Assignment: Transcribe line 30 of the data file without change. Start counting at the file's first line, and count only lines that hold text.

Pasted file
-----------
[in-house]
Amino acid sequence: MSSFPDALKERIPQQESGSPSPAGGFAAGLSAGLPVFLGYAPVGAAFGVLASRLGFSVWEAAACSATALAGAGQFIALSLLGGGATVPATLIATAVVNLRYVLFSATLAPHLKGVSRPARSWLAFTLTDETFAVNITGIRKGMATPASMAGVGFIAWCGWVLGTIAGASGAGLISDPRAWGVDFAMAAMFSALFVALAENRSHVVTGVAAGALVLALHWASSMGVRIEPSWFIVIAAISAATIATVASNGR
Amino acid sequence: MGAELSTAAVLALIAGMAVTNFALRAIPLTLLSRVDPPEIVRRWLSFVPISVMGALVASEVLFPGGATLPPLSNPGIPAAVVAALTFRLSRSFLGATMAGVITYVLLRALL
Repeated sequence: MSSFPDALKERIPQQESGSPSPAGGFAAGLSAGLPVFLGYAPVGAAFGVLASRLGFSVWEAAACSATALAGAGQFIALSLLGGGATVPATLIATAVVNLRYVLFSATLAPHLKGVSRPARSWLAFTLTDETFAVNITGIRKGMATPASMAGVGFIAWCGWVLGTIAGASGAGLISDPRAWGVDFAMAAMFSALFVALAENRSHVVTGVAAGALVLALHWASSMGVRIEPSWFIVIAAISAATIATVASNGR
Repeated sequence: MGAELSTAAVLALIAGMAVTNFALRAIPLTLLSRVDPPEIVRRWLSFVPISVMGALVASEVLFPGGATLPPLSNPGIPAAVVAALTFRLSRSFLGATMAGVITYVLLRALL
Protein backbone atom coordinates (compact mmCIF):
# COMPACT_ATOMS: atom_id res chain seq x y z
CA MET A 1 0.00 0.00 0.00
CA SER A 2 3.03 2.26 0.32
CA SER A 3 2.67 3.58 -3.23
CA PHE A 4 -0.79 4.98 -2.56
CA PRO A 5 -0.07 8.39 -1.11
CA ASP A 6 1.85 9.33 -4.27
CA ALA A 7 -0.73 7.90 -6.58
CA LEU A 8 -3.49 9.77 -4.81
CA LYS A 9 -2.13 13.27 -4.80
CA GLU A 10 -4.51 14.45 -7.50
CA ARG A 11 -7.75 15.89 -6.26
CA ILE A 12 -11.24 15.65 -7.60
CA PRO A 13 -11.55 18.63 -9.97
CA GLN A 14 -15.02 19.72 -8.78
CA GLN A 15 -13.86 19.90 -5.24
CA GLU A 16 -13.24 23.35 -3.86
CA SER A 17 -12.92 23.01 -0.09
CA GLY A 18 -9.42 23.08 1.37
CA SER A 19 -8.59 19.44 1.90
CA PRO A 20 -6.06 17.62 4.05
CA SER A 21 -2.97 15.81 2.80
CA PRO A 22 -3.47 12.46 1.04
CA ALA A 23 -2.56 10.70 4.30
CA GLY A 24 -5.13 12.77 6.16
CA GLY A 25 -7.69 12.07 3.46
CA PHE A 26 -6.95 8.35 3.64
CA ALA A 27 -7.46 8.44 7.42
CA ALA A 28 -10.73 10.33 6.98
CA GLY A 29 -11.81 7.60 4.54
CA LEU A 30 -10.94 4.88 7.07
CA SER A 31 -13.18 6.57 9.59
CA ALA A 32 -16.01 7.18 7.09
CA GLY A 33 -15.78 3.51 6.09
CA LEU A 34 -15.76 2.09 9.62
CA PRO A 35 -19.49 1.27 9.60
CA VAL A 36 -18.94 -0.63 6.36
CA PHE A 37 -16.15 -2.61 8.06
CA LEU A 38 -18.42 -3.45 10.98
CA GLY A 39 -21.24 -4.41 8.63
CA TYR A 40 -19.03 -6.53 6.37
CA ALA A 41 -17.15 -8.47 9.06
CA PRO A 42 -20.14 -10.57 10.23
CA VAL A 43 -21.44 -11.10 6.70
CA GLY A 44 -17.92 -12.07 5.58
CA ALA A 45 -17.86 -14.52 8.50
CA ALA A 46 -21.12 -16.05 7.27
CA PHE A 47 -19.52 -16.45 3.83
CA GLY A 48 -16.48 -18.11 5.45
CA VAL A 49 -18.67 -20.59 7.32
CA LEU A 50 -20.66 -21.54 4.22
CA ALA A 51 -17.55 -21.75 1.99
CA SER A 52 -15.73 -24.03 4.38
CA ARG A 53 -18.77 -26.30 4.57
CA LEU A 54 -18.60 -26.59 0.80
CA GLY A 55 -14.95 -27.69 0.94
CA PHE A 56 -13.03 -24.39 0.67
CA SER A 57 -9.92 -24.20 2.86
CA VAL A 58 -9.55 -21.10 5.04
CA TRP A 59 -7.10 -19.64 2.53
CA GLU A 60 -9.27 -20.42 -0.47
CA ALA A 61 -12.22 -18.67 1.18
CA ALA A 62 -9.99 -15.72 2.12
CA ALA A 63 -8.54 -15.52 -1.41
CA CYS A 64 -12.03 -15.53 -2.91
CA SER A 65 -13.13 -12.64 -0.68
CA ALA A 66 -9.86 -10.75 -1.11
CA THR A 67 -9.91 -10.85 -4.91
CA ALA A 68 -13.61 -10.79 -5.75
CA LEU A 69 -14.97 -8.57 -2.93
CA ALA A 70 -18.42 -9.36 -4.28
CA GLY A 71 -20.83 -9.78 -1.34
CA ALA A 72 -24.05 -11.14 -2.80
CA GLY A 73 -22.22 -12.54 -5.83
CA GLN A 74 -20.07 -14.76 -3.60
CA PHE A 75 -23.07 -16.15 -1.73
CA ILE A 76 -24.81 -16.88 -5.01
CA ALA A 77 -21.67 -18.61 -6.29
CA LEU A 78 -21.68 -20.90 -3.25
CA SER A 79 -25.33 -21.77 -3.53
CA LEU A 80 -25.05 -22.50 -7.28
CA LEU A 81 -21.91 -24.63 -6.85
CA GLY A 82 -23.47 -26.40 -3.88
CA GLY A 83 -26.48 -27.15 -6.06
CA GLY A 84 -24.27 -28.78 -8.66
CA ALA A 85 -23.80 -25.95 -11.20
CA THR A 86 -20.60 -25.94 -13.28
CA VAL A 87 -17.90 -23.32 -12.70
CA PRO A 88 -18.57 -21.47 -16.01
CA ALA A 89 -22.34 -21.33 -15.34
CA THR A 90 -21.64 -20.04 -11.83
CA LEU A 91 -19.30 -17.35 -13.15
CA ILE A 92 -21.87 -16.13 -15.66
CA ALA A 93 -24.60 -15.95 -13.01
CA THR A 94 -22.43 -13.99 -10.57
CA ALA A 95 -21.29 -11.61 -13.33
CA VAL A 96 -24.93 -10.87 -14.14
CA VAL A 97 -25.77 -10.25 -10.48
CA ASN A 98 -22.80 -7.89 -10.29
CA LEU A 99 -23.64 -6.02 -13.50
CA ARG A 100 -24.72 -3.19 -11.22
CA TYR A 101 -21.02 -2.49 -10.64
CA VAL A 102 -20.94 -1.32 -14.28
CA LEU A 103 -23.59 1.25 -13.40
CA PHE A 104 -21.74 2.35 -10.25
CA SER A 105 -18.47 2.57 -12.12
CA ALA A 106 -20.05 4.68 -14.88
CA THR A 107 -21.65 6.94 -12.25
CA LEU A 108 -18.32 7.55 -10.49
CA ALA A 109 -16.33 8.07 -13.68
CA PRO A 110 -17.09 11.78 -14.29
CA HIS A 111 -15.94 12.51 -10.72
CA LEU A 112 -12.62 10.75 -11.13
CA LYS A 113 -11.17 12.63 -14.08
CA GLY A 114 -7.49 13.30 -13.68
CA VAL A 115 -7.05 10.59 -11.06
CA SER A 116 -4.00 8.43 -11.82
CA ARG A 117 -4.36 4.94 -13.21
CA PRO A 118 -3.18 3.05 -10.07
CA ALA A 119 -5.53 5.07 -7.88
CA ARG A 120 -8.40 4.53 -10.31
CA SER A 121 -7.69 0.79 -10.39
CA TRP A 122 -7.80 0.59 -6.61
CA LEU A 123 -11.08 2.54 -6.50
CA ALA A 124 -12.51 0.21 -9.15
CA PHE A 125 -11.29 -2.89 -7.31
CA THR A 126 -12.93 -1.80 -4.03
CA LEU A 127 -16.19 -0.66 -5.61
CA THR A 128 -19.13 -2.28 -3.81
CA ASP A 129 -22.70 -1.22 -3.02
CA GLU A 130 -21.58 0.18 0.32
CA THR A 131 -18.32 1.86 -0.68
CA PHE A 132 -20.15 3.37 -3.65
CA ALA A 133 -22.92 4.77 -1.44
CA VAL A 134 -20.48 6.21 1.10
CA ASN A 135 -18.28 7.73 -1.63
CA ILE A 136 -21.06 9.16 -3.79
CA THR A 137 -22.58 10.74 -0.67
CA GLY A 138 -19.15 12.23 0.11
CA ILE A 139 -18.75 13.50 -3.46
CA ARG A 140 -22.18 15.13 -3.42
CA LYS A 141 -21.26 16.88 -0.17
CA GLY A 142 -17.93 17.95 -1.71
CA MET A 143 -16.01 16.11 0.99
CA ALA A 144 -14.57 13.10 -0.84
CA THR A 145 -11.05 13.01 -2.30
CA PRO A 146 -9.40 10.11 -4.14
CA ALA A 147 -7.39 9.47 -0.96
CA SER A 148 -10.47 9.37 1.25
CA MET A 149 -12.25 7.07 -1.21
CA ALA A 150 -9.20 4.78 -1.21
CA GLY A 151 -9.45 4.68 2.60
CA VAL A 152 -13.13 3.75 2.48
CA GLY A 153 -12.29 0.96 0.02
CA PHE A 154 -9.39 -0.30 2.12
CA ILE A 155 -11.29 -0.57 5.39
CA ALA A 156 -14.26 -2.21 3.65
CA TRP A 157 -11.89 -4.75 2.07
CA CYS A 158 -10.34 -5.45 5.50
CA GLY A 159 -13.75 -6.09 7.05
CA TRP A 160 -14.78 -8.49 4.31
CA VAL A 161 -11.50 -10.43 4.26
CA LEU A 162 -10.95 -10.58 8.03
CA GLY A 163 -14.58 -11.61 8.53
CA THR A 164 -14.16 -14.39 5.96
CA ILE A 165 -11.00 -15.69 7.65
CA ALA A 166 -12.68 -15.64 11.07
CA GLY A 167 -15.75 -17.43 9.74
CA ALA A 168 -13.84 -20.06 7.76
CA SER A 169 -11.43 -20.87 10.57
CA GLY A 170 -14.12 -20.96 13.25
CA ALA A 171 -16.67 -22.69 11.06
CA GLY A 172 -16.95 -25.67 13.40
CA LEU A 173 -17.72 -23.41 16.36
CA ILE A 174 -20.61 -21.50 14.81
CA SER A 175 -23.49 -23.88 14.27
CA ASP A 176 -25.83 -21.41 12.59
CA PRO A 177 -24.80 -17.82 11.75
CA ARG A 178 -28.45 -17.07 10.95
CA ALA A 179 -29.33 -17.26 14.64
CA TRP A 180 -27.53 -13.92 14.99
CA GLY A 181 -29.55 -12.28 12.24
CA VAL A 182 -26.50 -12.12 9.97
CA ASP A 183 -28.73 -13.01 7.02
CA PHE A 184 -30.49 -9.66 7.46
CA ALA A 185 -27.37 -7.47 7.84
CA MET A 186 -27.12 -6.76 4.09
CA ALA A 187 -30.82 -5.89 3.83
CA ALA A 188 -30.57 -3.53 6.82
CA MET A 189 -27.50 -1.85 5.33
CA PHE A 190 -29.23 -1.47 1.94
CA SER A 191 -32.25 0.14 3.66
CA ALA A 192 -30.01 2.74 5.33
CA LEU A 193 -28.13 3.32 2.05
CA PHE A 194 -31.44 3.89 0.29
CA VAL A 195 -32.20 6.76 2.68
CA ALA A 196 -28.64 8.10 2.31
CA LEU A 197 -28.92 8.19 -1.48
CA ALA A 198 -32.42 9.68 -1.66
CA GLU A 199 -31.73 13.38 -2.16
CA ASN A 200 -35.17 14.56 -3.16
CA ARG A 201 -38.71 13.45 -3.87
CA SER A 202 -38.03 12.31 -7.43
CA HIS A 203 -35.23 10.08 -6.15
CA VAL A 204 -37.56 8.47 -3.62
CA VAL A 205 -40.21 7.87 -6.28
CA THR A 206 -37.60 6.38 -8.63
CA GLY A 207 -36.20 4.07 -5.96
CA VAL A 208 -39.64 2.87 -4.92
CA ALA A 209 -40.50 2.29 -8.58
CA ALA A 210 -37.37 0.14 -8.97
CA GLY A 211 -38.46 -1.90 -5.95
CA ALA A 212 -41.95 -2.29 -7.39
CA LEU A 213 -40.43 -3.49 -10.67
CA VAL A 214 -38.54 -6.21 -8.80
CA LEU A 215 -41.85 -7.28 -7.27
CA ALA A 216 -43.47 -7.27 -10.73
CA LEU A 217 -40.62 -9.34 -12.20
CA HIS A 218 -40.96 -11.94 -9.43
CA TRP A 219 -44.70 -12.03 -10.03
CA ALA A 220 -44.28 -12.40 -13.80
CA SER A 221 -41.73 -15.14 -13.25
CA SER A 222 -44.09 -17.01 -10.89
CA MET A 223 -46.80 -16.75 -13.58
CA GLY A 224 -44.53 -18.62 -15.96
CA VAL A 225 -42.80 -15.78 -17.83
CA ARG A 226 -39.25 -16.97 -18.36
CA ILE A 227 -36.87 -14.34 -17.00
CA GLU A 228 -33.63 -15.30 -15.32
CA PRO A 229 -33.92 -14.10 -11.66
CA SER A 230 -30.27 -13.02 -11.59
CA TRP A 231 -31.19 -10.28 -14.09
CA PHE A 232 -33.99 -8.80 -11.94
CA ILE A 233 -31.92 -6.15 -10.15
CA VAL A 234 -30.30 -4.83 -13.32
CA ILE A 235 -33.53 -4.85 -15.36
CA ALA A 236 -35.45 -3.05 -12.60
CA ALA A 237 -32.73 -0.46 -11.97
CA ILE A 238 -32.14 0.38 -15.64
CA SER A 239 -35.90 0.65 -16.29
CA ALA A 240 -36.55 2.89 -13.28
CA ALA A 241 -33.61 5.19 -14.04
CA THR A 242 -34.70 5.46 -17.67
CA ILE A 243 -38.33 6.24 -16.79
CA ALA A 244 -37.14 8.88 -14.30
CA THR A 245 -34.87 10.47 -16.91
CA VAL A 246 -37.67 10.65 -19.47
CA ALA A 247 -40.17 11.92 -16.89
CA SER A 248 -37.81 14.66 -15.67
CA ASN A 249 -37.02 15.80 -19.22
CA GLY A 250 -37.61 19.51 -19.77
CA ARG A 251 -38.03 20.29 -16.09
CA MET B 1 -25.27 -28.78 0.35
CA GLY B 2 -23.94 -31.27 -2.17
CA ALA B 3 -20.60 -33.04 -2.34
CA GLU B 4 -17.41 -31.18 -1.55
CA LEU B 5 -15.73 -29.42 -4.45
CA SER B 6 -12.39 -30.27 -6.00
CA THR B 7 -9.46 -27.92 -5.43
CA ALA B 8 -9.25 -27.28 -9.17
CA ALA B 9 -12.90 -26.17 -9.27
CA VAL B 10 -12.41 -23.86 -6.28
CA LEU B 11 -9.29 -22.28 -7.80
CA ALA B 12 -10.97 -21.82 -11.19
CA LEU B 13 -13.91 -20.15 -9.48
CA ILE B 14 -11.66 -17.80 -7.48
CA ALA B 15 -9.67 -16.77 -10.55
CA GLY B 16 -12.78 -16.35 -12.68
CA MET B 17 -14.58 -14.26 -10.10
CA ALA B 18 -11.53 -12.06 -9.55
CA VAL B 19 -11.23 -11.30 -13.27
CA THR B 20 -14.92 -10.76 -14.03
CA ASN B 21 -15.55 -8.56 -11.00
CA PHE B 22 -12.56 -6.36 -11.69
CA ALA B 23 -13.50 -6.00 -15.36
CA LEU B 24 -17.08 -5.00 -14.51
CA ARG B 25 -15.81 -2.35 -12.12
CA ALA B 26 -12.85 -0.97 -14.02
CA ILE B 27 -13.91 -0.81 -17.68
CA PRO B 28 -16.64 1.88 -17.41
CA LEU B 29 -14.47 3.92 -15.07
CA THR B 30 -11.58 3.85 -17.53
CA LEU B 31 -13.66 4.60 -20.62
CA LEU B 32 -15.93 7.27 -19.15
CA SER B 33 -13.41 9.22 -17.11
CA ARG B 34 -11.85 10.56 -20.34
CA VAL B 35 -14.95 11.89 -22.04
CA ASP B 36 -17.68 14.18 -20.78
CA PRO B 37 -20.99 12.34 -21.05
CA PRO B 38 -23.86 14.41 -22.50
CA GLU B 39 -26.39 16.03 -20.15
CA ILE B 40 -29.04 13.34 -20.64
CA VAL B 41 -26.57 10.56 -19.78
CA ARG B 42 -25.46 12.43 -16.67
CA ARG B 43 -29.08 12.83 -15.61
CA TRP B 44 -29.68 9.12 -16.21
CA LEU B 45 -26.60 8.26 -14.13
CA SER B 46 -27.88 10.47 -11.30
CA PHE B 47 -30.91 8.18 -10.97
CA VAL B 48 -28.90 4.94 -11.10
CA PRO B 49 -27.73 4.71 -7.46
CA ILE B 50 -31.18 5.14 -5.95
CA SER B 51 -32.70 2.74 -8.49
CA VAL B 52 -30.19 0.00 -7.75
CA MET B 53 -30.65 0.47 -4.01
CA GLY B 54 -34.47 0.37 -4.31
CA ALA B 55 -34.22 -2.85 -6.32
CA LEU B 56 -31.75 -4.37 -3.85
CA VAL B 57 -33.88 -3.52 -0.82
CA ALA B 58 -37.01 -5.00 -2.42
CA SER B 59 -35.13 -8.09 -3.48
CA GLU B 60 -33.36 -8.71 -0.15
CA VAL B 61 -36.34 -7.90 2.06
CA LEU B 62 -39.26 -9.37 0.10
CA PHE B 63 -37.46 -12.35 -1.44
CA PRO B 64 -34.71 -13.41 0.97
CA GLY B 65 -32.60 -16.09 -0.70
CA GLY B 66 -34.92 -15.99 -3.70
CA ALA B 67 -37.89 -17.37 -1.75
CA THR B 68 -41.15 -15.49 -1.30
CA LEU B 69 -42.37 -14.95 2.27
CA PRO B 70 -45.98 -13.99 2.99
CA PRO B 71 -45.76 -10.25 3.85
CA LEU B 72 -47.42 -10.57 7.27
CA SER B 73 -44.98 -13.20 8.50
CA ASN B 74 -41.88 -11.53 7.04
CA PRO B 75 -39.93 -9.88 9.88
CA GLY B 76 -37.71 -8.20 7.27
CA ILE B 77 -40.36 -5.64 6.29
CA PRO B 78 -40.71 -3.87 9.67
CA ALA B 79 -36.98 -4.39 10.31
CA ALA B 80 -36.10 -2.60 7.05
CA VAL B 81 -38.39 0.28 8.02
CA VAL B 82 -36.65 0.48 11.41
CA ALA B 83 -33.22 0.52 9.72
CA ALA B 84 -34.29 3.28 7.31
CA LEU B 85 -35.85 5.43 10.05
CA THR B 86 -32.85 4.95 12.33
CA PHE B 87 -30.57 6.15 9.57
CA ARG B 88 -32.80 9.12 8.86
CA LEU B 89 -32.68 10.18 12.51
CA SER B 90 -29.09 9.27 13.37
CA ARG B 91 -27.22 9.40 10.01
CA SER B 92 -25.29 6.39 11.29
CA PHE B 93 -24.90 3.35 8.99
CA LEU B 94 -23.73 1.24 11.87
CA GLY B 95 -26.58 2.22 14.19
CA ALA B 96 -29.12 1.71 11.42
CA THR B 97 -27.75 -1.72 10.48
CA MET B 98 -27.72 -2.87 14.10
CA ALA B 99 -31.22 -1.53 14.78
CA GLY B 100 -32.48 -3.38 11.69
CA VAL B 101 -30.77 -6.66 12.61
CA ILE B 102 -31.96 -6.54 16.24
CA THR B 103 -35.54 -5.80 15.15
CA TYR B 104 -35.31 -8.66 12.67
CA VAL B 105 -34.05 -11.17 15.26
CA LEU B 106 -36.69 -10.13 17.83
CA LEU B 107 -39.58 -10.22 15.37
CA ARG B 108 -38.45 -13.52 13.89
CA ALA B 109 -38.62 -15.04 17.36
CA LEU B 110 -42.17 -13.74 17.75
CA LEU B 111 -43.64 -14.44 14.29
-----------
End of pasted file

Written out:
CA ALA A 23 -2.56 10.70 4.30